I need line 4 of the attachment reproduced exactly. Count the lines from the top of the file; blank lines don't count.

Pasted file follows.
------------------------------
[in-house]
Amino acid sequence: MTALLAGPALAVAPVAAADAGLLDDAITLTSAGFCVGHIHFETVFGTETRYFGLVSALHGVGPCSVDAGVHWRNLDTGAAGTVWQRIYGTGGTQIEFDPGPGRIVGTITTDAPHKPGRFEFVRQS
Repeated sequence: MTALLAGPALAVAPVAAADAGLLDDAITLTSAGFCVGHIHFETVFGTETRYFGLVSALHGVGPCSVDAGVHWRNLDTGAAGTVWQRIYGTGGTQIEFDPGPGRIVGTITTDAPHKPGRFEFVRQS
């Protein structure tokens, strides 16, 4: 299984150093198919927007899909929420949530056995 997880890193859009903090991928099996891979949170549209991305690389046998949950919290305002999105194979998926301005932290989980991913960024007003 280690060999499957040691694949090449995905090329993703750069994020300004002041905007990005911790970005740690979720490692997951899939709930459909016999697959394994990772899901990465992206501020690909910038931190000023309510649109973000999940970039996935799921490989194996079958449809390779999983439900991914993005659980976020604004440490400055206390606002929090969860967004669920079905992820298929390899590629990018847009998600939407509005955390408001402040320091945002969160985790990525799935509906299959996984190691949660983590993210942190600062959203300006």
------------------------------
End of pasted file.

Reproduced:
């Protein structure tokens, strides 16, 4: 299984150093198919927007899909929420949530056995 997880890193859009903090991928099996891979949170549209991305690389046998949950919290305002999105194979998926301005932290989980991913960024007003 280690060999499957040691694949090449995905090329993703750069994020300004002041905007990005911790970005740690979720490692997951899939709930459909016999697959394994990772899901990465992206501020690909910038931190000023309510649109973000999940970039996935799921490989194996079958449809390779999983439900991914993005659980976020604004440490400055206390606002929090969860967004669920079905992820298929390899590629990018847009998600939407509005955390408001402040320091945002969160985790990525799935509906299959996984190691949660983590993210942190600062959203300006």